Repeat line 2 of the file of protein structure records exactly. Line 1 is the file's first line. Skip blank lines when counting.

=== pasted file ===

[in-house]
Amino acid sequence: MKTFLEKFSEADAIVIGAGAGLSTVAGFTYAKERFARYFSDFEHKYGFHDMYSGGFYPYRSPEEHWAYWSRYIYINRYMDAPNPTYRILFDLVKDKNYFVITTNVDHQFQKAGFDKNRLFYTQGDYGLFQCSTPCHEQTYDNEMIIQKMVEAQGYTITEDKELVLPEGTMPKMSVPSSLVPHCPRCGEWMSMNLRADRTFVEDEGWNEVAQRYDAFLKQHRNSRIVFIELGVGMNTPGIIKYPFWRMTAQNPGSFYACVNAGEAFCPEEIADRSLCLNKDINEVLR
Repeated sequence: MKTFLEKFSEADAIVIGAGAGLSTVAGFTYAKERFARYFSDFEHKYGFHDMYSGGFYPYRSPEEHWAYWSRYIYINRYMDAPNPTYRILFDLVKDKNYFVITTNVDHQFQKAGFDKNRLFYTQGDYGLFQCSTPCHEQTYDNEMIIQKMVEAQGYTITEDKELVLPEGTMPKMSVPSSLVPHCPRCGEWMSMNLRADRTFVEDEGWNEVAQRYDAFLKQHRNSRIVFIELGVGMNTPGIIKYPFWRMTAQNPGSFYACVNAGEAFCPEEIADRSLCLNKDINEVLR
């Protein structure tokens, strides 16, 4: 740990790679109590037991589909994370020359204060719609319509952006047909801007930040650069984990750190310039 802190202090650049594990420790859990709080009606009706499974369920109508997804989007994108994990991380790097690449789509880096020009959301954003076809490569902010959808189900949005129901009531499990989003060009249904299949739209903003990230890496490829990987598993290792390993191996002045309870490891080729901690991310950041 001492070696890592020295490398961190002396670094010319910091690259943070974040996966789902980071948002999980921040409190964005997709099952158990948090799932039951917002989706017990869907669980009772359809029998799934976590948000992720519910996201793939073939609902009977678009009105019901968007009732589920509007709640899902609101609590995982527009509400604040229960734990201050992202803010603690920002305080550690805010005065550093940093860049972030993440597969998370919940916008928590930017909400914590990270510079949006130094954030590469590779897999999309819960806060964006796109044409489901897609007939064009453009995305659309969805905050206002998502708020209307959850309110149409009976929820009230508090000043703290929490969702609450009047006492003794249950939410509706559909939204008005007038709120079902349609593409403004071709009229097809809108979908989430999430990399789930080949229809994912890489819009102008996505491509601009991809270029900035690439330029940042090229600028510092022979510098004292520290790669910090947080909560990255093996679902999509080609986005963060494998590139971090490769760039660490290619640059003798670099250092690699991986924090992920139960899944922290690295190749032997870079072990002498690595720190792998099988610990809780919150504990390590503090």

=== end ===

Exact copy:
Amino acid sequence: MKTFLEKFSEADAIVIGAGAGLSTVAGFTYAKERFARYFSDFEHKYGFHDMYSGGFYPYRSPEEHWAYWSRYIYINRYMDAPNPTYRILFDLVKDKNYFVITTNVDHQFQKAGFDKNRLFYTQGDYGLFQCSTPCHEQTYDNEMIIQKMVEAQGYTITEDKELVLPEGTMPKMSVPSSLVPHCPRCGEWMSMNLRADRTFVEDEGWNEVAQRYDAFLKQHRNSRIVFIELGVGMNTPGIIKYPFWRMTAQNPGSFYACVNAGEAFCPEEIADRSLCLNKDINEVLR